Proposals were made to re-equilibrate the power structure by giving more power and responsibilities to the board and to specific committees, such as the audit committee, to better deal with internal control and fair financial reporting or the remuneration committee to better deal with the basis for the type and the level of remuneration of the CEO. New legislation was put into place, such as the US Sarbanes-Oxley Act and Basel II. Compliance with these pieces of legislation consumed a lot of attention, energy and cost.

Enterprises exist to deliver value to their stakeholders. This is accomplished by handling risk advantageously and using resources responsibly. Speedy direction setting and quick reaction to change are essential in such a situation so decision making must be shared among many. Therefore, governance comes into play. Successful enterprises implement an over-arching system of governance that facilitates the achievement of their desired outcomes, both at the enterprise level and at each level within the enterprise; this is especially true with regard to the problem of fraud detection.  In this context, a holistic definition of enterprise governance is in order: Governance is the framework, principles, structure, processes and practices to set direction and monitor compliance and performance aligned with the overall purpose and objectives of an enterprise.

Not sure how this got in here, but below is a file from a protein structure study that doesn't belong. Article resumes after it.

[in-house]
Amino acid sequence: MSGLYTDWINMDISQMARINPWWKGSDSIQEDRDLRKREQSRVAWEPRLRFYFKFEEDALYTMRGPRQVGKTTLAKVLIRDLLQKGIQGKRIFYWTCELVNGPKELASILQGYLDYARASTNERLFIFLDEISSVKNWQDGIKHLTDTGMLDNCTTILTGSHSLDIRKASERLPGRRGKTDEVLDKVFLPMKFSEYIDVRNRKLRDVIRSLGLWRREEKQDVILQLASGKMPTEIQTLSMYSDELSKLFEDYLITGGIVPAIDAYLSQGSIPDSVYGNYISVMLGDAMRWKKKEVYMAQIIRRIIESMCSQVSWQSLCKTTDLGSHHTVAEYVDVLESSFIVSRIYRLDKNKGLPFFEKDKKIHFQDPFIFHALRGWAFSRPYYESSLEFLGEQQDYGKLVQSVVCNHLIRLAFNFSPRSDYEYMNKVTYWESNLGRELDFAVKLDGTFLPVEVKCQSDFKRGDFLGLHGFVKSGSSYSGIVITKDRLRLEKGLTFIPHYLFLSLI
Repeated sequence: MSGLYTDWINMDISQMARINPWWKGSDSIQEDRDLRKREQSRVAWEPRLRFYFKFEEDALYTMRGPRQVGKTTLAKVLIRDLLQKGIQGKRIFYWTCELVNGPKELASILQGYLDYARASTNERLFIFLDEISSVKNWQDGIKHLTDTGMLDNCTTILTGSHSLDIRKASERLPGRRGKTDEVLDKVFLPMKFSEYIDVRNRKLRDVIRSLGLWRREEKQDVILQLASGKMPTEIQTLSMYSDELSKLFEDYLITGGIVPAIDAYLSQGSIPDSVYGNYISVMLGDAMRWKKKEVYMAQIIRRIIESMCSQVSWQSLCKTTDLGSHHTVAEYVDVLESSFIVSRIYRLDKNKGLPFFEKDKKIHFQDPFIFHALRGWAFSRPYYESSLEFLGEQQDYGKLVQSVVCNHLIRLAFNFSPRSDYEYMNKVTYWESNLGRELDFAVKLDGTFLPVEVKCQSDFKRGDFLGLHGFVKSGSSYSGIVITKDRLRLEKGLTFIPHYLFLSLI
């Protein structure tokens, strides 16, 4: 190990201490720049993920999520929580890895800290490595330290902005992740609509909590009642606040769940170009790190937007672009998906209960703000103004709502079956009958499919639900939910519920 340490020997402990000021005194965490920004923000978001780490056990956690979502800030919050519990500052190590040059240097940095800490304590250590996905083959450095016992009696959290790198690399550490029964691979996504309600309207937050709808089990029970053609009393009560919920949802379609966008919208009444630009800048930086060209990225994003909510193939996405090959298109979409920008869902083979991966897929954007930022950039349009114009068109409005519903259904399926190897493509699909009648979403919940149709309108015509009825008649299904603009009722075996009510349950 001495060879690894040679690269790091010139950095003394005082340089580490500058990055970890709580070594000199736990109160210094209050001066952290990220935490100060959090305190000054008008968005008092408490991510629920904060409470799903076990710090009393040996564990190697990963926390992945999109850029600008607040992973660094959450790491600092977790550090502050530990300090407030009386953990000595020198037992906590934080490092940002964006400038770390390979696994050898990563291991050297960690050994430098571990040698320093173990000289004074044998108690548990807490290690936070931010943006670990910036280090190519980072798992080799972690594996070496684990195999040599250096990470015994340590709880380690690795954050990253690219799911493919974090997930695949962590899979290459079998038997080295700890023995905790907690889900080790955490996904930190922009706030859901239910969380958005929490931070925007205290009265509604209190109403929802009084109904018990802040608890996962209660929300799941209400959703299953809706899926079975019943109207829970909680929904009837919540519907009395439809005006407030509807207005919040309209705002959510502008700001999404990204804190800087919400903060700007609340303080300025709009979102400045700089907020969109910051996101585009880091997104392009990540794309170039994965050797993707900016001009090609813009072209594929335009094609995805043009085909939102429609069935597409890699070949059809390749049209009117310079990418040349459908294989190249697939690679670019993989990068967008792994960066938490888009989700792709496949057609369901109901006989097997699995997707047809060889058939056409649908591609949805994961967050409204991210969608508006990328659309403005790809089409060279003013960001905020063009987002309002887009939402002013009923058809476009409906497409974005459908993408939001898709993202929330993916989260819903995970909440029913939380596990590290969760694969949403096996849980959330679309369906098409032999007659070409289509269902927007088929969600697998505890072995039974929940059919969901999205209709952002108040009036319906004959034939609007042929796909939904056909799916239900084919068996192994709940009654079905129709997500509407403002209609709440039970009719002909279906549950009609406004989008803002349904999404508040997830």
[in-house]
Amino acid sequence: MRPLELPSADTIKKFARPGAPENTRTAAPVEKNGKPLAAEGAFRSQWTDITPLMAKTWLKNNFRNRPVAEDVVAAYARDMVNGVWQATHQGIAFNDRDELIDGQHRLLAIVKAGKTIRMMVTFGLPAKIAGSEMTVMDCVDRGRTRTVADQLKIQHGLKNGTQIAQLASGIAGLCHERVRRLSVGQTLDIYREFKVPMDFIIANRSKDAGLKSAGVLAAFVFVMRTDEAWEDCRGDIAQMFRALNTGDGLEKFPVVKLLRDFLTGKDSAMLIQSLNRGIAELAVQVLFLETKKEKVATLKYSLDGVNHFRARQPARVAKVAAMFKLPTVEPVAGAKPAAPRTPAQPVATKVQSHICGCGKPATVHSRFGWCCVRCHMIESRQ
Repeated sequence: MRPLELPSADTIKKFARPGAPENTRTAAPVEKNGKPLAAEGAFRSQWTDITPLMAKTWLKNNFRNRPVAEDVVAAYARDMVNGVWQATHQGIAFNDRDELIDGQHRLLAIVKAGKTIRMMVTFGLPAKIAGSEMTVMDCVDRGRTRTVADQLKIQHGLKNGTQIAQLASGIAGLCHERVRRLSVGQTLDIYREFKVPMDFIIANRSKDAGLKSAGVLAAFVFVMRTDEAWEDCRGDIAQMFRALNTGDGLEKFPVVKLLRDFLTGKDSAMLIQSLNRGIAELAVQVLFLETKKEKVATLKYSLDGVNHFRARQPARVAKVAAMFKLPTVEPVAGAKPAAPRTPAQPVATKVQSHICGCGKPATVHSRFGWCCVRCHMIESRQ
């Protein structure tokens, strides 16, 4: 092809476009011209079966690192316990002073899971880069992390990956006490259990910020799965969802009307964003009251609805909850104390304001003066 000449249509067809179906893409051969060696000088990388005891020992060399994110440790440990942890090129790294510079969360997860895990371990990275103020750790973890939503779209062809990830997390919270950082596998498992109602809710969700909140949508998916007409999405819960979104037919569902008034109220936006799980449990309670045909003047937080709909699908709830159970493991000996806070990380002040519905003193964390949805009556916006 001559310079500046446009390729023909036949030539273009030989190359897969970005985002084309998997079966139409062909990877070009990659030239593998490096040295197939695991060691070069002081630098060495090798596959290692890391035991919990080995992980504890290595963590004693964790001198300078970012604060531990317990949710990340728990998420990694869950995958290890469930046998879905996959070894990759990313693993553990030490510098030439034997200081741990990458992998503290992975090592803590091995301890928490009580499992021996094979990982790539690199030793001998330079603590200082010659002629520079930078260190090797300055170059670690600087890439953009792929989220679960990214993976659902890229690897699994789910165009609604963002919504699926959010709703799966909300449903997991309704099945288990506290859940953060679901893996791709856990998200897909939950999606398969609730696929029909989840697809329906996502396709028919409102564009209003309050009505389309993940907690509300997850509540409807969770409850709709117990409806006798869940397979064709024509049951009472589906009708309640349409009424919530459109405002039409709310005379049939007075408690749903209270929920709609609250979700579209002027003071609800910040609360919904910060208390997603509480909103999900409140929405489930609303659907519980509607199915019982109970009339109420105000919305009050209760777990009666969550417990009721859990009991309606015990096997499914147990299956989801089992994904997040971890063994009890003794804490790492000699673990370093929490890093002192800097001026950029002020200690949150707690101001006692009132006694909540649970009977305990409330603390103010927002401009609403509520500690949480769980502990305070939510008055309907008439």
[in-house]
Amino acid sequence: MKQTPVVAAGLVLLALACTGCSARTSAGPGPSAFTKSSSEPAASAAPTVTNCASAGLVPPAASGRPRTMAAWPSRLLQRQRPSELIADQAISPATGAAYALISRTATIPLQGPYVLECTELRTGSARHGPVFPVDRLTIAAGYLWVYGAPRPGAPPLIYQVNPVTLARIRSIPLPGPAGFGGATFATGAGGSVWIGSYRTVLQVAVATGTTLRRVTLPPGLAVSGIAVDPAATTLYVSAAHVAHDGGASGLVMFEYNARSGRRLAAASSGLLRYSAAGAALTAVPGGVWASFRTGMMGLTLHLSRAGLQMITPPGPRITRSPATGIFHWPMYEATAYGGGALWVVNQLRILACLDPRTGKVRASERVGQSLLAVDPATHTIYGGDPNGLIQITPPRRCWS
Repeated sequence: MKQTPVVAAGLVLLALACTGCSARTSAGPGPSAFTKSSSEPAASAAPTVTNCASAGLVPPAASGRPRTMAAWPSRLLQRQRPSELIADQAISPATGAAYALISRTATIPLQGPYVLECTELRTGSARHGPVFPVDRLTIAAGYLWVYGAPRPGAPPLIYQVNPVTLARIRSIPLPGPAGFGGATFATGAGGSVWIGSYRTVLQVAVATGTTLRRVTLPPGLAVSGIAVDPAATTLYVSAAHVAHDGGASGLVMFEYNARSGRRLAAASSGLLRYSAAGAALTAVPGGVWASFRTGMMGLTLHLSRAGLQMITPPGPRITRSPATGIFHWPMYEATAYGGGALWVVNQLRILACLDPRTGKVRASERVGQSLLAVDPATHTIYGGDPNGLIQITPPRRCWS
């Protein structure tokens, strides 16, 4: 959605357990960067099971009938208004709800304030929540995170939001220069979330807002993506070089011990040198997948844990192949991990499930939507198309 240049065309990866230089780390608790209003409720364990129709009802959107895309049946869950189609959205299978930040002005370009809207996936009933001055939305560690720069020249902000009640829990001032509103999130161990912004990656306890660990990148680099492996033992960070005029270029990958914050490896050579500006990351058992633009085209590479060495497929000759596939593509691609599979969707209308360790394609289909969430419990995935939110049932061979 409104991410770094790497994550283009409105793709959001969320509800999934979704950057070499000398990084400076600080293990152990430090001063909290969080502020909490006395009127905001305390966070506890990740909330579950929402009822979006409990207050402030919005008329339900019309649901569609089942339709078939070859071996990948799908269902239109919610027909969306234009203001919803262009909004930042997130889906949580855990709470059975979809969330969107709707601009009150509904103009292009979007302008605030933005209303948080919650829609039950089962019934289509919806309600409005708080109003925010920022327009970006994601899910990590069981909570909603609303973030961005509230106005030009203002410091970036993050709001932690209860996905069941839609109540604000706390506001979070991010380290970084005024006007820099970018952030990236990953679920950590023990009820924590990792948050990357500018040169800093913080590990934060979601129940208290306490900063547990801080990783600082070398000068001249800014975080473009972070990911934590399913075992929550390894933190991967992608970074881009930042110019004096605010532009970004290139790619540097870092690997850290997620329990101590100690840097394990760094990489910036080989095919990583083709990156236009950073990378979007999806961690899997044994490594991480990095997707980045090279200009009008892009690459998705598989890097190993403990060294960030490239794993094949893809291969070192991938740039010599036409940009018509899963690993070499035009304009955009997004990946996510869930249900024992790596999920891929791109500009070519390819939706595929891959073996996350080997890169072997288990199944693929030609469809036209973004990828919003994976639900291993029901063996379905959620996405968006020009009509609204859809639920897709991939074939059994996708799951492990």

This definition is initially implemented by the answers to and actions on the following governance related questions:

Who is accountable and responsible for enterprise governance? Stakeholders, owners, governing bodies and management are responsible and accountable for governance.

What do they do, and how and where do they do it? They engage in activities (set direction, monitor compliance and performance) in relationship with others and use enablers (frameworks, principles, structures, processes, practices) within the governance view appropriate to them (governance of the enterprise; of an organizational entity within the enterprise such as a business unit, division or function; and of a strategic asset within the enterprise or within an organizational entity).